I specifically asked the Audio Impaired specialist if she had seen this in any other hearing impaired child - she said "No, never. They typically can read through sight words."

I am thankful that not ONE person in that room is willing to just give up. They are going to be trying a third method of reading with him beginning this coming Tuesday. There is no guarantee that it will work but at this point, he has nothing to loose and everything to gain.

However, as I got into my car to leave the meeting - my eyes filled with tears and I just cried...."Why God? Why does he have to have any more challenges? He already has a hearing loss, a speech impairment, struggles to learn in general. Why does he have to be a case that no one has seen before? Why can't it just be an easy fix this one time?" and then yes, I had this thought...remember me saying "Lord please don't let it be dyslexia"? I cried "Lord, why COULDN'T it have just been dyslexia?" Yep...typical cry to the Lord. He answered my first prayer and yet I still complained! Go figure...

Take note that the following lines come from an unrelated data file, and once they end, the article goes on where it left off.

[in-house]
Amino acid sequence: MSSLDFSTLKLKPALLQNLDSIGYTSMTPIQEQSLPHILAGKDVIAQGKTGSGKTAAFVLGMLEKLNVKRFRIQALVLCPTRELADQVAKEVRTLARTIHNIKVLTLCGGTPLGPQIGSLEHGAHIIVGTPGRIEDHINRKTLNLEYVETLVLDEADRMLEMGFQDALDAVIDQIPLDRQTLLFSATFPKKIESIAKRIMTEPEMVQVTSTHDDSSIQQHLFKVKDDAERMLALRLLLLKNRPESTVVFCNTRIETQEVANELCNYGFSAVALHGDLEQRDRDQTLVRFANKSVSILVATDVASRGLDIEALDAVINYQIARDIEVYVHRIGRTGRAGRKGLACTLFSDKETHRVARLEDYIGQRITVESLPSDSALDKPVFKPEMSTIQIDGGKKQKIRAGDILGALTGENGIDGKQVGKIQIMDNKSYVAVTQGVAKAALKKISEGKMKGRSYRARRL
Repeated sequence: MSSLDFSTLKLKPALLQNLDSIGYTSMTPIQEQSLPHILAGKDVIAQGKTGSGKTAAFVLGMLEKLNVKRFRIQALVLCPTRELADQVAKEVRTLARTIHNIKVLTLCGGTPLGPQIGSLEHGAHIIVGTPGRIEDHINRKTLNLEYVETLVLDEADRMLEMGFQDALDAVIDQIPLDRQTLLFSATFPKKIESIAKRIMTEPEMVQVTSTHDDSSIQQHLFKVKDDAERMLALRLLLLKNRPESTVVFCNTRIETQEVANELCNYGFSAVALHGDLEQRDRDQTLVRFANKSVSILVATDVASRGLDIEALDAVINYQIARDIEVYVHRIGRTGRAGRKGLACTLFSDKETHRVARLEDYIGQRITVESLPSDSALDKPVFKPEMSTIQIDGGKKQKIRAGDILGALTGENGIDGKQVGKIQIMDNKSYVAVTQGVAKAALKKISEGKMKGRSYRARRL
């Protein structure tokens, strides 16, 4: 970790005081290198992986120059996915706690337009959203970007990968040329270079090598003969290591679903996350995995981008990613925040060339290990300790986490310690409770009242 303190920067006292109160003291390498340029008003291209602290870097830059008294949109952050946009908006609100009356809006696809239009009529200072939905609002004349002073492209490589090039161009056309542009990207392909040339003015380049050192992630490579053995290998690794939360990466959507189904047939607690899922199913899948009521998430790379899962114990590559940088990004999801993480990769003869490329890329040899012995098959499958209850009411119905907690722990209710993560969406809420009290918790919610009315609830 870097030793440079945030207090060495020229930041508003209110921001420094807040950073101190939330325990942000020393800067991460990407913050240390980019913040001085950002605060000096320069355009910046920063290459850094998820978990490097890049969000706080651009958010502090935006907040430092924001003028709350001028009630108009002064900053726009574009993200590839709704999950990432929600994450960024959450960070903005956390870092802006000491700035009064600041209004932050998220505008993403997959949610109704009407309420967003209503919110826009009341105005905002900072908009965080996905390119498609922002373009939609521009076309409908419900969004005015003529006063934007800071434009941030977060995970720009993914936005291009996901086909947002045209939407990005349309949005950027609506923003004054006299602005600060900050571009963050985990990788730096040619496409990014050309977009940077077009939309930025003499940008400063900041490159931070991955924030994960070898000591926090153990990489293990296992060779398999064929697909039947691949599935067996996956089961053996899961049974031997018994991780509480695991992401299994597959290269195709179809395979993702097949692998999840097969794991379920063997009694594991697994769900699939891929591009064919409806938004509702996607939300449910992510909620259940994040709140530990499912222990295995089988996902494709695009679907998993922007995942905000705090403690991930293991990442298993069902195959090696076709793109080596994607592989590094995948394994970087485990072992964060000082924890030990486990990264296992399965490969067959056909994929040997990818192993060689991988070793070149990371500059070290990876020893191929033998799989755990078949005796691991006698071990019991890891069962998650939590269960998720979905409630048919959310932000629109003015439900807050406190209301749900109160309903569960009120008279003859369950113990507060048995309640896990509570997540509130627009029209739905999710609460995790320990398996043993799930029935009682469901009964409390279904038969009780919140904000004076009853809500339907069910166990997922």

As the sting began to wear off and I was able to vent to my AMAZING sister-in-law...I once again just had to smile. My little "resourceful one" has been VERY resourceful! He has managed to learn math with a calculator, he is smart enough to ask his peers for help on school work so that he can get it done without reading, he knows how to manuever someone into reading to him, and he has even learned to proficiently read lips!!! More than this though - God has reminded me that in spite of "stumping" his teachers and educational professionals - GOD IS NOT STUMPED!